Leap of Code

I have a moving image in my mind. The bottom half of it is taken up by sand, the color reminiscent of Cappuccino, a camel which I once befriended on another land of fine particles. The sky fills the top bit, and in between the two elements, there’s a shade of mantle green, HSL(124, 7%, 57%). In the foreground, is me.

I’m standing on a beach, stepping on the caramel dust, wearing pants with a print of a coral reef. And I’d want to say it’s Nemo’s home that’s depicted, but then again, I don’t know all that much about fish, or where they like to live.

In the background, people are kiteboarding, zigging and zagging on the green. Mr. G is here too, but out of frame, filming me, while I attempt to do a cartwheel.

It’s 2013, and I’m in Cumbuco, Brazil. I didn’t know it then, but I was living what would become the most important chapter of my life story yet, The Spin-Off Project.

My first job as a junior developer began with a dazzling intro. I was offered a remote position that paid well, promised code reviews and one-on-ones with a senior dev, and ultimately flown to France for two weeks of training. The only requirement? That I’d be willing to learn.

It was, of course, too good to be true. The rules of the game started changing from day one, and just a few weeks in I found myself in a job for which I hadn’t applied. At the same time, I struggled to understand whether to stay or not.

During this period, I began using The Daily Stoic Journal, whose daily reflections prompted me to meditate on questions like What do I find important in life? As I thought about the answers, the memory, of me, cartwheeling on that beach, kept replaying in my mind.

While I watched myself from a distance, living The Spin-Off Project, my present appeared so mundane compared to the recent past. And I realized I had diverged into a path that wasn’t mine.

As I further contemplated my next step as a developer, I concluded that I didn’t care so much about what that next step would be, as long as it would make for a good story, as The Spin-Off Project had done.

Creating my own master’s in web development

2013 was also the year that I met Victor Saad and learned about his 12-in-12 project.

Instead of going to grad school, Victor decided to take a leap and create his own MBA. He picked twelve experiences centered around design and business and dedicated a month to doing each. Victor then went on to invite people around the world to leap with him and called it The Leap Year Project.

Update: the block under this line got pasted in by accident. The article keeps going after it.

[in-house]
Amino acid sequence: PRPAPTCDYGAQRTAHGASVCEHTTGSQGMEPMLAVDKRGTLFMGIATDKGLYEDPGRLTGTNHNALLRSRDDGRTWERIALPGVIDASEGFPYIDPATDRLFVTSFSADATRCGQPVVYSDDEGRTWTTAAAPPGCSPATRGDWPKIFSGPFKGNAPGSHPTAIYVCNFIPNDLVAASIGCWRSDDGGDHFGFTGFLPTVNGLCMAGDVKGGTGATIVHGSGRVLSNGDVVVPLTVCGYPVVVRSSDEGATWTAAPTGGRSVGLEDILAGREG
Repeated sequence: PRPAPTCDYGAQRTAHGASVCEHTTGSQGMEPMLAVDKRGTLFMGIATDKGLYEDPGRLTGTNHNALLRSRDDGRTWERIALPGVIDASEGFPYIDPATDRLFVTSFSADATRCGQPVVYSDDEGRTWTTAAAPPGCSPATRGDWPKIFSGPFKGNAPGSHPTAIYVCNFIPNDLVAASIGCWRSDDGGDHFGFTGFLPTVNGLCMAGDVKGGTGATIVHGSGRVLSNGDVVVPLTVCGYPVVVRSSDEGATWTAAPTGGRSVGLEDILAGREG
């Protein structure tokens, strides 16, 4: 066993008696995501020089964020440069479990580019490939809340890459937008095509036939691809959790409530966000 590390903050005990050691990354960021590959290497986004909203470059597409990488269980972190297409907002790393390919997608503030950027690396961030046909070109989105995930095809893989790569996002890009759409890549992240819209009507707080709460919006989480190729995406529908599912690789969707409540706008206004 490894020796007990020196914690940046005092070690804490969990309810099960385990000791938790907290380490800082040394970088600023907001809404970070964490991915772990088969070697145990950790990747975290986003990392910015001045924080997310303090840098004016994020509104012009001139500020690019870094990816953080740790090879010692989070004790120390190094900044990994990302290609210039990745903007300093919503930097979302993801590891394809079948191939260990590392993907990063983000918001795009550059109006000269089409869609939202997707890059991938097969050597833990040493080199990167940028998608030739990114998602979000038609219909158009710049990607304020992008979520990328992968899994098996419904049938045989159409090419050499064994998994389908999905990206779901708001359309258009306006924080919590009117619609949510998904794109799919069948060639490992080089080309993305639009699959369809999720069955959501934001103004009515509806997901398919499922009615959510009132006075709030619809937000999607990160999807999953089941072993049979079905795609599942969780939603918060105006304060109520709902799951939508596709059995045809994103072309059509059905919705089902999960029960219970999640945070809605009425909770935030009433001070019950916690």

A few weeks ago, I got back in touch with Victor and told him I was ready to redeem my rain check. Building upon Victor’s idea, I’m reserving the coming year to learn and grow as a developer by designing my own master’s in web development.

The Curriculum

Instead of assigning a time limit to each experience, I decided to approach my leap more like a bucket list and add a few items that I want to check off in the next year or so.

1. Be a teaching assistant for Le Wagon
Le Wagon is the coding boot camp that I graduated from in April 2018. This time around, I went back as a teaching assistant. I taught the front-end module in Bali, JavaScript, Rails, project weeks in Barcelona, and object-oriented programming in Singapore.

2. Collaborate with a designer
I worked with Laura on a mock page for The Gatherists (code). And we also collaborated on Wagon City Guides (code // design).

Cheeky fact: Laura and I met while surfing in Sri Lanka. We daydream about opening a web agency with a café on the ground floor. I call her Cookie.

3. Create a web app with a senior developer
I created Wagon City Guides (code // design), a city guide app for Le Wagon’s campuses, with the mentorship of Federico.

4. Work on a project with a small team
For ten weeks, I worked with seven other women via <how-i-can> on a positive news app called Perch.

5. Teach the frontend basics to beginner devs
I was the frontend mentor for Subvisual’s summer camp program

6. Write my first tech article

7. Prepare and give a workshop

8. Do an apprenticeship with a company that uses Rails
I joined TourHero and then stayed as their front-end developer.

Related reading: On becoming a front-end developer at TourHero: An interview with Mirha Masala

9. Volunteer
I gave a coding workshop for Girls in Tech Singapore.


Looking from a distance, living somebody else’s idea of comfortable, I wondered if I’d ever leap again. It turns out, the answer is yes.